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Behaviour Change

Most behaviours we engage in on a day to day basis are automatic. Our brains have limited decision-making capacity in a given day so automatic behaviours free up space so that we can use that precious brainpower on other things.


Each of those automatic behaviours sits inside of a four stage process:


Cue-Craving-Behaviour-Reward


Even a behaviour as simple as turning on the car is like this. Remember how you had to pause and think about it every time you got in the car? But now, in the blink of an eye, this happens:


Cue- Getting into the car

Craving- Want to be able to drive

Behaviour- Foot on clutch->key in ignition->gearshift in neutral->turn the key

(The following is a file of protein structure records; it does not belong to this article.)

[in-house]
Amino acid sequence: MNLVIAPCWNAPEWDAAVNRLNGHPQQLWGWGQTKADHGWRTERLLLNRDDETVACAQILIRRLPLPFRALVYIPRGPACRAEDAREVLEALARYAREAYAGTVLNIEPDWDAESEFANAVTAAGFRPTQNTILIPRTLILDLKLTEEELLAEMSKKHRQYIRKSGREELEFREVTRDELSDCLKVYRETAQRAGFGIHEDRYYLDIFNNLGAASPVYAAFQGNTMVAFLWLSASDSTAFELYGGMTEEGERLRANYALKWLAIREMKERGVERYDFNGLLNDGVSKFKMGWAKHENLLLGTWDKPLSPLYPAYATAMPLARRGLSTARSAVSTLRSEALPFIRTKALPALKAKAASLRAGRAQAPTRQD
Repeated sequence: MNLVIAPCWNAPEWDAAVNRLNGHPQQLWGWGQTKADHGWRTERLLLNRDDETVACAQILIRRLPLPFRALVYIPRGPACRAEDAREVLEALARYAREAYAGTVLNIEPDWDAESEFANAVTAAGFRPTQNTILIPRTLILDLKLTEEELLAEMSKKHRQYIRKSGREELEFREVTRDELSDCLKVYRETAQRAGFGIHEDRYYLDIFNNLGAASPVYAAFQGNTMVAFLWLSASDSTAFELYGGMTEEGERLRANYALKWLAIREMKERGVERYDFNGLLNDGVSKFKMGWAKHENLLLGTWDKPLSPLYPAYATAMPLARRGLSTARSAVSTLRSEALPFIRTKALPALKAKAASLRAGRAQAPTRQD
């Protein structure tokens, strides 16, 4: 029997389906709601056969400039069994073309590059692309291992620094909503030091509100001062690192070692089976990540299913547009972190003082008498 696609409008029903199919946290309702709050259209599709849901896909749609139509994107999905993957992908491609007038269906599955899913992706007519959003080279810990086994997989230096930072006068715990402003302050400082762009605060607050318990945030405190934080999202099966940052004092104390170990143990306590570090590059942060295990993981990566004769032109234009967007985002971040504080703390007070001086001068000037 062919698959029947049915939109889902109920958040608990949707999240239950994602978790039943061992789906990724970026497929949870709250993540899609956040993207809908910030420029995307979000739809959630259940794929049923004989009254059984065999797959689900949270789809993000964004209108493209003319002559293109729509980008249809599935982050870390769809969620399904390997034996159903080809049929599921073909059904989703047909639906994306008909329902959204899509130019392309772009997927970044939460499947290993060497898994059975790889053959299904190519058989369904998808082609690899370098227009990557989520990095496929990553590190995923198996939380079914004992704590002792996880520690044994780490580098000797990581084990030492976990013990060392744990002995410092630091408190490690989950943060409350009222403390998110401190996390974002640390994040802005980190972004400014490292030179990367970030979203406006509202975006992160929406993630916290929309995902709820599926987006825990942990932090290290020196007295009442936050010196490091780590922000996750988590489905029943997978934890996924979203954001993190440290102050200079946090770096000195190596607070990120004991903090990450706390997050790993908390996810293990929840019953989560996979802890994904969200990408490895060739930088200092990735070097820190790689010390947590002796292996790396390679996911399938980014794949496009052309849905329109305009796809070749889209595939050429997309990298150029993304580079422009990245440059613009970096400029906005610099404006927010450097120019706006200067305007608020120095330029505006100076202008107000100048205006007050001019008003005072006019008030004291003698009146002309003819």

Reward- The sound of the engine coming on


When we are trying to change an old behaviour or develop a new one we don’t often pay attention to these steps. This means we spend hours each day - and valuable brain processing energy - negotiating with ourselves. You know the drill:


“Will i go for a run now? I’ll just read this article first. Ok now I’ll go...Oh but I can’t find my runners...There they are!..What’s that under the dresser?..OK I’m ready to go now...but it’s raining...I’ll go in half an hour...It’s dinner time now, I’ll go later…”


EXHAUSTING!!!


This is why habits are so crucial to behaviour change. This week we are using James Clear’s ideas for how to stop an old habit or start a new one. You can find more information in his website: https://jamesclear.com/


Developing a new Habit:


Cue- Make it obvious

Craving- Make it attractive

Behaviour- Make it easy

Reward- Make it satisfying


Stopping an old habit:


Cue- Make it invisible

Craving- Make it unattractive

Behaviour- Make if difficult

Reward- Make it unsatisfying


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